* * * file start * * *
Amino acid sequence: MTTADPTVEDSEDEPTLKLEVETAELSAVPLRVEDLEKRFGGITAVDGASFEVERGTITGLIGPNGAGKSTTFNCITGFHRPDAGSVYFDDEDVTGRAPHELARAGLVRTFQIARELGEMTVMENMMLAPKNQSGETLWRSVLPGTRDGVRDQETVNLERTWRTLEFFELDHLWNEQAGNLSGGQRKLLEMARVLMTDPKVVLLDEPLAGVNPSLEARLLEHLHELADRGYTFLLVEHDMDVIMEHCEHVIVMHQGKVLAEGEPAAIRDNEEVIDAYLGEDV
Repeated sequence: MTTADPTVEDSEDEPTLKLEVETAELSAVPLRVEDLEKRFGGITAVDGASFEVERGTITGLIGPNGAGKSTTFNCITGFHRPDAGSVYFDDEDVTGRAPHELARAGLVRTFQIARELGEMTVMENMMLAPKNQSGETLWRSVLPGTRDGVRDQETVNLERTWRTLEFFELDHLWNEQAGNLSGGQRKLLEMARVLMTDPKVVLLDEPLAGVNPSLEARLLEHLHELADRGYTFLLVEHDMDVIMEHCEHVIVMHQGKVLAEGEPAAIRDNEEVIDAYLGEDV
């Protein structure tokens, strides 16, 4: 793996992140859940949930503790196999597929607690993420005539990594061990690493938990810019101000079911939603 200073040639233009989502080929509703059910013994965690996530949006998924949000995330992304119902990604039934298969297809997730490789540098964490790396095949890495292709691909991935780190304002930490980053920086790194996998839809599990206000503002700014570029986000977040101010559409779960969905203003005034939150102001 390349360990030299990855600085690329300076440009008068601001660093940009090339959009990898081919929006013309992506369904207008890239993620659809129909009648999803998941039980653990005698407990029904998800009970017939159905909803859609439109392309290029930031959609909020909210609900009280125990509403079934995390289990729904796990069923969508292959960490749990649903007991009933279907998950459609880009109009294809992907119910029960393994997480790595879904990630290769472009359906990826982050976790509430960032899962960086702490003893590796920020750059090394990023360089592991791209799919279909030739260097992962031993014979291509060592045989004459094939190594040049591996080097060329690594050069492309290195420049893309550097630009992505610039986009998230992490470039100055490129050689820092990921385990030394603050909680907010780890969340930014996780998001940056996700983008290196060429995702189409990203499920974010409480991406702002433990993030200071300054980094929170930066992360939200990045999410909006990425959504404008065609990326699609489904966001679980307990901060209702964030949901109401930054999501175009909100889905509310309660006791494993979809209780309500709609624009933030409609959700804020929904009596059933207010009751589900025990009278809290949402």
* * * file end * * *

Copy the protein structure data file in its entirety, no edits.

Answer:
Amino acid sequence: MTTADPTVEDSEDEPTLKLEVETAELSAVPLRVEDLEKRFGGITAVDGASFEVERGTITGLIGPNGAGKSTTFNCITGFHRPDAGSVYFDDEDVTGRAPHELARAGLVRTFQIARELGEMTVMENMMLAPKNQSGETLWRSVLPGTRDGVRDQETVNLERTWRTLEFFELDHLWNEQAGNLSGGQRKLLEMARVLMTDPKVVLLDEPLAGVNPSLEARLLEHLHELADRGYTFLLVEHDMDVIMEHCEHVIVMHQGKVLAEGEPAAIRDNEEVIDAYLGEDV
Repeated sequence: MTTADPTVEDSEDEPTLKLEVETAELSAVPLRVEDLEKRFGGITAVDGASFEVERGTITGLIGPNGAGKSTTFNCITGFHRPDAGSVYFDDEDVTGRAPHELARAGLVRTFQIARELGEMTVMENMMLAPKNQSGETLWRSVLPGTRDGVRDQETVNLERTWRTLEFFELDHLWNEQAGNLSGGQRKLLEMARVLMTDPKVVLLDEPLAGVNPSLEARLLEHLHELADRGYTFLLVEHDMDVIMEHCEHVIVMHQGKVLAEGEPAAIRDNEEVIDAYLGEDV
């Protein structure tokens, strides 16, 4: 793996992140859940949930503790196999597929607690993420005539990594061990690493938990810019101000079911939603 200073040639233009989502080929509703059910013994965690996530949006998924949000995330992304119902990604039934298969297809997730490789540098964490790396095949890495292709691909991935780190304002930490980053920086790194996998839809599990206000503002700014570029986000977040101010559409779960969905203003005034939150102001 390349360990030299990855600085690329300076440009008068601001660093940009090339959009990898081919929006013309992506369904207008890239993620659809129909009648999803998941039980653990005698407990029904998800009970017939159905909803859609439109392309290029930031959609909020909210609900009280125990509403079934995390289990729904796990069923969508292959960490749990649903007991009933279907998950459609880009109009294809992907119910029960393994997480790595879904990630290769472009359906990826982050976790509430960032899962960086702490003893590796920020750059090394990023360089592991791209799919279909030739260097992962031993014979291509060592045989004459094939190594040049591996080097060329690594050069492309290195420049893309550097630009992505610039986009998230992490470039100055490129050689820092990921385990030394603050909680907010780890969340930014996780998001940056996700983008290196060429995702189409990203499920974010409480991406702002433990993030200071300054980094929170930066992360939200990045999410909006990425959504404008065609990326699609489904966001679980307990901060209702964030949901109401930054999501175009909100889905509310309660006791494993979809209780309500709609624009933030409609959700804020929904009596059933207010009751589900025990009278809290949402």